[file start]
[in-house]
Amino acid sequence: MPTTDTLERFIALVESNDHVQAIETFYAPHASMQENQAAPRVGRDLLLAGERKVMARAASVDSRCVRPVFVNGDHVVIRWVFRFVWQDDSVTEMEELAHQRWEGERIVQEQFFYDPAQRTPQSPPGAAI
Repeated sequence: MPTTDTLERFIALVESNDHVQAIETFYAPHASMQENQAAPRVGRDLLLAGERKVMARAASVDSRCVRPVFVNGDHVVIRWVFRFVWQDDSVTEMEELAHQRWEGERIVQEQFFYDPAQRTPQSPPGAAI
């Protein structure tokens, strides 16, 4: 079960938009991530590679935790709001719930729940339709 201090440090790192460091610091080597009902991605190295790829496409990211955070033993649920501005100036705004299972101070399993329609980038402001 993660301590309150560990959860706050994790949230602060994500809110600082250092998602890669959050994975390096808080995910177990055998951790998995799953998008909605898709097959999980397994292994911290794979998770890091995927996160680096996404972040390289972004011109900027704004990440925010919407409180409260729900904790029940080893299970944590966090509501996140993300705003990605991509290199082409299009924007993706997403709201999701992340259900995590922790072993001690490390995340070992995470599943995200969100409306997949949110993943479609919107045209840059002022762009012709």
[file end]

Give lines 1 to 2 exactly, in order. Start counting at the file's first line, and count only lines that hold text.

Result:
[in-house]
Amino acid sequence: MPTTDTLERFIALVESNDHVQAIETFYAPHASMQENQAAPRVGRDLLLAGERKVMARAASVDSRCVRPVFVNGDHVVIRWVFRFVWQDDSVTEMEELAHQRWEGERIVQEQFFYDPAQRTPQSPPGAAI